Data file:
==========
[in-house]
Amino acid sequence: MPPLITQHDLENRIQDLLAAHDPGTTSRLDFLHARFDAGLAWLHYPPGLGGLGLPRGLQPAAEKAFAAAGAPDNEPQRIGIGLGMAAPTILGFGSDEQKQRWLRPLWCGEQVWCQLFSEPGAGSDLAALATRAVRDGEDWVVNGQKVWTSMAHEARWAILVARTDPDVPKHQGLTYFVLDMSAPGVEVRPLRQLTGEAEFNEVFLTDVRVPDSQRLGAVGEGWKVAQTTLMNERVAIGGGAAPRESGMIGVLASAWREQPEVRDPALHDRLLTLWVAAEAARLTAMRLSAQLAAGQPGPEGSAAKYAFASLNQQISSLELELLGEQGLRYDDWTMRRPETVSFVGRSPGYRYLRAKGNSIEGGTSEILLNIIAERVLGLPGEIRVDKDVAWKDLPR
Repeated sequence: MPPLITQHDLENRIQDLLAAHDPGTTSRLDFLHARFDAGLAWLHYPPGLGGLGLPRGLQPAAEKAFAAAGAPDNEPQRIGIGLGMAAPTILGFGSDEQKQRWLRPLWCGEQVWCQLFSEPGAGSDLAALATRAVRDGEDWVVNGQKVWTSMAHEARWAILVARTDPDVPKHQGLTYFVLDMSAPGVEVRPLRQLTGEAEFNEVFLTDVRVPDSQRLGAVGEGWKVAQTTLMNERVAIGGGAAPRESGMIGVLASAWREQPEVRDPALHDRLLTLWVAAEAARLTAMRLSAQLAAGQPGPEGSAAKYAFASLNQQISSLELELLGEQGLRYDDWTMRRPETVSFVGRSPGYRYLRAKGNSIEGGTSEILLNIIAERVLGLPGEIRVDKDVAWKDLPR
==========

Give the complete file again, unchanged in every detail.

[in-house]
Amino acid sequence: MPPLITQHDLENRIQDLLAAHDPGTTSRLDFLHARFDAGLAWLHYPPGLGGLGLPRGLQPAAEKAFAAAGAPDNEPQRIGIGLGMAAPTILGFGSDEQKQRWLRPLWCGEQVWCQLFSEPGAGSDLAALATRAVRDGEDWVVNGQKVWTSMAHEARWAILVARTDPDVPKHQGLTYFVLDMSAPGVEVRPLRQLTGEAEFNEVFLTDVRVPDSQRLGAVGEGWKVAQTTLMNERVAIGGGAAPRESGMIGVLASAWREQPEVRDPALHDRLLTLWVAAEAARLTAMRLSAQLAAGQPGPEGSAAKYAFASLNQQISSLELELLGEQGLRYDDWTMRRPETVSFVGRSPGYRYLRAKGNSIEGGTSEILLNIIAERVLGLPGEIRVDKDVAWKDLPR
Repeated sequence: MPPLITQHDLENRIQDLLAAHDPGTTSRLDFLHARFDAGLAWLHYPPGLGGLGLPRGLQPAAEKAFAAAGAPDNEPQRIGIGLGMAAPTILGFGSDEQKQRWLRPLWCGEQVWCQLFSEPGAGSDLAALATRAVRDGEDWVVNGQKVWTSMAHEARWAILVARTDPDVPKHQGLTYFVLDMSAPGVEVRPLRQLTGEAEFNEVFLTDVRVPDSQRLGAVGEGWKVAQTTLMNERVAIGGGAAPRESGMIGVLASAWREQPEVRDPALHDRLLTLWVAAEAARLTAMRLSAQLAAGQPGPEGSAAKYAFASLNQQISSLELELLGEQGLRYDDWTMRRPETVSFVGRSPGYRYLRAKGNSIEGGTSEILLNIIAERVLGLPGEIRVDKDVAWKDLPR